The coronavirus pandemic hit right when we had started with the structural work, which had required long permits and the meticulous work of a couple of architect friends. All of a sudden, it became more difficult to move and the zeitgeist acquired the gloomy tonality of a global medical emergency. The renovation of the rural fixer-upper in a picturesque hamlet became an often-remote process, but also a way to reflect on our own fragility facing uncertainty.
Layers of experiences
The ephemeral character of things took a new shape when we had to decide about the renovation: was it going to be a purist attempt to recreate a cooky-cutter picturesque allure, getting rid of most of the renovations that decades back had tried to “improve” the house’s old character with little success, or we could embrace the processes led by other inhabitants of the structure before us? We decided to go with change while keeping the materials that were in shape, improving the flow between rooms and floors.
And we were reminded of the family that had inhabited the house for generations: when we changed the titularity of the services attached to the home, some of them, like the water supply receipt, still came addressed to a person who had died of old age in the early sixties and had been paid since by her descendants, who had never bothered to update the administrative details. It “made sense” for them to leave it like that.
And within months after the main works were finished, we had already created routines and lived moments inside to call that house our “home.” Hopefully, it will become a place of reunion and celebration as we grow along with our children. But now, we all conform to this “hearth” sitting atop a hill overseeing a water reservoir in the wine region of Penedès, a place with memories of the agricultural triad of the Mediterranean —wine grapes, wheat, and olive trees— since Roman times (the elongated coastal valley sits between Barcelona and Tarragona, the old Roman capital of Tarraconensis region comprising all the river valleys of Northern Iberian Peninsula).
Tranquility, impermanence, and habitation
“Life, death, preservation, loss, failure, success, poverty, riches, worthiness, unworthiness, slander, fame, hunger, thirst, cold, heat – these are the alternations of the world, the workings of fate,” wrote Chinese philosopher Master Zhuang in the 4th Century BC. If we manage to preserve our harmony and thrive amid the constant change and realize our fragility, he wrote, “this is what I call being whole in power.”
Master Zhuang lived in a Warring States period, a moment of constant turbulence and warfare that caused suffering and death in most families. His main work, the Zhuangzi, seems to echo Michel de Montaigne’s essays, maybe because of the turbulences the French Renaissance humanist saw around him: the Wars of Religion seemed to tear apart the society of his time. His relatives, friends, and acquaintances fought with each other, and the mood of the times seemed to belong in an end-of-world mood typical of the hellscapes depicted by Dutch master of fantastic painting Hieronymus Bosch, a Dalí of the fifteen century, a precursor of scenes of horror and decay in today’s pop culture.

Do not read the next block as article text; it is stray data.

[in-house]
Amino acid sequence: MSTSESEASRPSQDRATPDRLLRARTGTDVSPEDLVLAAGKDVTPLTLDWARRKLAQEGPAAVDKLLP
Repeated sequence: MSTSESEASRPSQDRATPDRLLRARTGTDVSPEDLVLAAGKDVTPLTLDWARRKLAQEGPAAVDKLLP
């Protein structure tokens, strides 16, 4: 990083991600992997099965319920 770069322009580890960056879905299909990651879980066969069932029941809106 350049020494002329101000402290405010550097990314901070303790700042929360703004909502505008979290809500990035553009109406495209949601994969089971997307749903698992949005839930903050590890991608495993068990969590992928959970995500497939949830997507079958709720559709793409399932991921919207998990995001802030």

Tranquility, the idea of elevation of the classic philosophers he referenced (“I quote others only in order the better to express myself”), was a challenging goal to achieve when death and prosecution hung around his tower. However, he managed to write some of the most sobering and memorable texts of his time.
Neither the turbulence around him (like the massacre of St. Bartholomew’s Day) nor the hereditary kidney disease that caused painful stones and renal colic, deterred him from traveling, having an extensive public life, and reportedly conceiving the essay as a literary genre. If age imprinted, in Montaigne’s opinion, more wrinkles in the mind than it does on the face, it was because of the difficulties of facing the decay of things around us: we are projected towards death and it’s easy to grow bitter and end up making things bitter around oneself: “Few men have been admired by their own households.”
From an empty nest to a garage turned in-law unit
As life evolves and the prime of life seems to vanish, some empty nesters refuse to fence themselves in homes that feel empty and underused; instead of sitting on top of the astronomical appreciation of their homes’ value over the decades, some seniors seek their own alternatives and vindicate their right to feel useful to society and their adult offspring.
When Lee Reich’s lifetime husband died, she refused to stay at the home they had built their life together and thought it was time to move close to her daughter’s young family. Lee knew it meant leaving her State for Santa Rosa in Northern California, where Stacy Lince, her daughter, had set roots with her husband and children.
For a while, Stacy and Lee were paying a collective $4,000 per month to rent their separate homes in Santa Rosa. When a fire in the area fragilized the economy of the two households, Lee decided to help buy a home with a garage in the area. Respectful of people’s privacy and proud of her own, the widow’s idea didn’t consist in living under the same roof with the Linces, transforming the garage into a cozy in-law unit instead. Despite its proximity to the main house, the garage-turned-second home is masterfully private —and illuminated.